Outdoor electrical help

Discussion in 'After Hours Lounge (Off Topic)' started by Kevin_Spradley, Jun 1, 2004.

  1. Kevin_Spradley

    Kevin_Spradley Stunt Coordinator

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    I need help. I have 4 incandescent bulbs around my patio in which the power comes through a 15A breaker outside near the pool equipment. The only items on the circuit are the 4 bulbs and 2 receptacles. I installed an outdoor switch but on occasion when the switch is turned on, the circuit breaker will trip. If I reset the breaker, and then try again, the lights will come on 80% of the time. Before I installed the swtich, I just used the breaker as my switch (note: the power coming to this breaker comes from a breaker in the main box in the house). I never had the problem of the breaker tripping when I was using the breaker as the switch. I was thinking short, but I have isolated all the wires from each other inside the junction box. The only thing I can think of now is in-rush current of the light bulbs. Does the breaker trip only when I am lucky enough to throw the switch when the 60Hz sine wave is at a peak?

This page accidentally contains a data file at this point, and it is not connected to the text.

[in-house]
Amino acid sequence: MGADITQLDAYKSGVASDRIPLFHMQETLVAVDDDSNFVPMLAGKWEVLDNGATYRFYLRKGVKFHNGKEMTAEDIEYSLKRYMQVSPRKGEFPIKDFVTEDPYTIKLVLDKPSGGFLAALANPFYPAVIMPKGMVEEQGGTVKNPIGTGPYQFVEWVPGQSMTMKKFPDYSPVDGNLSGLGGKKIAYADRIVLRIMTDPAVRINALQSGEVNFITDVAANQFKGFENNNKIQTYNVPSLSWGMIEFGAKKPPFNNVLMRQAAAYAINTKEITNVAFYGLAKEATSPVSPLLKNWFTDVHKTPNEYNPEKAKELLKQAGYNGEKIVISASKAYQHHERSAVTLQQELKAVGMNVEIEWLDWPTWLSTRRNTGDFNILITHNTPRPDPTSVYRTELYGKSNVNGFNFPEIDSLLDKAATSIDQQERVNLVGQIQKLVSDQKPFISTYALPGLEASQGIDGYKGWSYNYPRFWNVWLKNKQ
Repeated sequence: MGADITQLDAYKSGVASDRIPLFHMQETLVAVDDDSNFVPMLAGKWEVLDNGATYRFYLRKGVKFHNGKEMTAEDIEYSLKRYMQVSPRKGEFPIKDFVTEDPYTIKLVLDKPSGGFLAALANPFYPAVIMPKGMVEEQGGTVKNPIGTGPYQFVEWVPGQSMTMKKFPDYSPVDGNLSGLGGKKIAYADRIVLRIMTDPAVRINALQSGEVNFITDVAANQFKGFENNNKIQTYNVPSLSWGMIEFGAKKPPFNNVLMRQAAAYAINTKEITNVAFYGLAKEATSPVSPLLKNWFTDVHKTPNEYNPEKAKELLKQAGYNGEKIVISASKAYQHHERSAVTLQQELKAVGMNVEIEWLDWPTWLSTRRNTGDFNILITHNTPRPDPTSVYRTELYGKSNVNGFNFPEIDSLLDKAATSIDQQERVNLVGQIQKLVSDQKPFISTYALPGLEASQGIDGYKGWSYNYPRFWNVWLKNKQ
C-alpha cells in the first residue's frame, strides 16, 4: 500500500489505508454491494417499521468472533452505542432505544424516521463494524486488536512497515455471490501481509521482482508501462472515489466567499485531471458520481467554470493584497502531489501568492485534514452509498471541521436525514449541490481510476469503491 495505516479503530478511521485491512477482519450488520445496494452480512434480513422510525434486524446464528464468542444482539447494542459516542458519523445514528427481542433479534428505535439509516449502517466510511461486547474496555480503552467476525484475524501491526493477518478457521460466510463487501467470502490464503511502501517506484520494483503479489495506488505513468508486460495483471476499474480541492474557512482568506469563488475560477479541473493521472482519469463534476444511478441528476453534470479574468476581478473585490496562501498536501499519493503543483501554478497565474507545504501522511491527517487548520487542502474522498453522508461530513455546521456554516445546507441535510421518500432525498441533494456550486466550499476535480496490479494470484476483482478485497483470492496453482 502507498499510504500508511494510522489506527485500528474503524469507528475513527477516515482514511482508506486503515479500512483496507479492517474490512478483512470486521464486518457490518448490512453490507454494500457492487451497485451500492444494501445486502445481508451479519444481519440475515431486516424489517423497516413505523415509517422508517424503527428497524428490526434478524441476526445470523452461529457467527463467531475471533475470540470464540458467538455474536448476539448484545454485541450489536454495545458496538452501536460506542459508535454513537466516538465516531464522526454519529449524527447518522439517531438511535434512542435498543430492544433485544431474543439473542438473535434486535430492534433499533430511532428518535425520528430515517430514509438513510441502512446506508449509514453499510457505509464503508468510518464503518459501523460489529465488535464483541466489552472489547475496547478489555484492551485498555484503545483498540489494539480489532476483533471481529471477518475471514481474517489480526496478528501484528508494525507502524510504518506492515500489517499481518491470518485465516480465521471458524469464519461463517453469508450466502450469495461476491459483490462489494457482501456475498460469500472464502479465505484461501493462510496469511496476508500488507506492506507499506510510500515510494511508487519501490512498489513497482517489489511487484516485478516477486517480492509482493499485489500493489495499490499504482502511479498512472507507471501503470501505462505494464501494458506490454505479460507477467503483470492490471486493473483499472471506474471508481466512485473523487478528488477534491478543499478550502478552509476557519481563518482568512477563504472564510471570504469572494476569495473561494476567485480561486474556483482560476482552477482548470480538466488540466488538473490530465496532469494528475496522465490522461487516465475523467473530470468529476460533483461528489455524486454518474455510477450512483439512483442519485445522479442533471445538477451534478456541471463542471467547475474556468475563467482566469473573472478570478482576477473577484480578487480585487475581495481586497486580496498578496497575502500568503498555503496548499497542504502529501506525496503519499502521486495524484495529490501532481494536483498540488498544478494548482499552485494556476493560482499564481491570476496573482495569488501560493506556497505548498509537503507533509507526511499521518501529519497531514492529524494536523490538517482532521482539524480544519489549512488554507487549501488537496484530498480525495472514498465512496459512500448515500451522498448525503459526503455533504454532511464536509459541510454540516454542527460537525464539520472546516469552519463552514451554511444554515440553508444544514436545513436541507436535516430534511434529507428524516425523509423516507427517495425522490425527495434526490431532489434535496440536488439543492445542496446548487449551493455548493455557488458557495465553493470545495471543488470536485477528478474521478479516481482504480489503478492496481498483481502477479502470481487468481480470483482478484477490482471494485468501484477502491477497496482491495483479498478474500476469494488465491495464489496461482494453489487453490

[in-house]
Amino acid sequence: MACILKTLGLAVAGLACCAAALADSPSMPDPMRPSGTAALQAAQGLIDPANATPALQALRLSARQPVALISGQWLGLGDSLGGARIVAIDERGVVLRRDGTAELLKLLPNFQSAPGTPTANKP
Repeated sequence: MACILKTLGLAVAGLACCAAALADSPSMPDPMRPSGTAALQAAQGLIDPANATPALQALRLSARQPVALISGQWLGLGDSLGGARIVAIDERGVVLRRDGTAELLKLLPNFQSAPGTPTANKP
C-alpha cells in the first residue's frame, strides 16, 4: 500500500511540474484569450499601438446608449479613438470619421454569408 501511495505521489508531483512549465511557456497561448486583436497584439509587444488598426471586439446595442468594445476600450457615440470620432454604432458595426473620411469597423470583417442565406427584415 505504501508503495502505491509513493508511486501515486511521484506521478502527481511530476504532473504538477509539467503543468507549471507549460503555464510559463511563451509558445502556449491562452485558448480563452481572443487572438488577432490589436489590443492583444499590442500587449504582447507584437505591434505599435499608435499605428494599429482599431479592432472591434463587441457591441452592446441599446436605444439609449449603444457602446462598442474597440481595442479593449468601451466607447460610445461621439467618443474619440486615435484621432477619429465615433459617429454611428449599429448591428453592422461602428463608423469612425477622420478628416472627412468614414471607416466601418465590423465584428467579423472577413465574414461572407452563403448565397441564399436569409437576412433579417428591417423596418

Any thoughts?

    Another thought, inside the house I have 8 bulbs on one circuit (4 ea on ceiling fan), but that circuit does not trip, but I do not know the rating of that breaker either. I also believe those bulbs are 60W.
     
  2. CalvinCarr

    CalvinCarr Supporting Actor

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    You installed a switch to turn on the lights that you were using a breaker to switch them off/on before? A 15 amp breaker should never trip them with out some kind of issue. Are they on a GFCI?
     
  3. TylerN

    TylerN Stunt Coordinator

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    Sounds like a bad breaker. Breakers aren't designed to be used on a regular basis as a switch, so it may be worn out. Try replacing it with a new one.
     
  4. Kevin_Spradley

    Kevin_Spradley Stunt Coordinator

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    Thanks for replies, here is some information.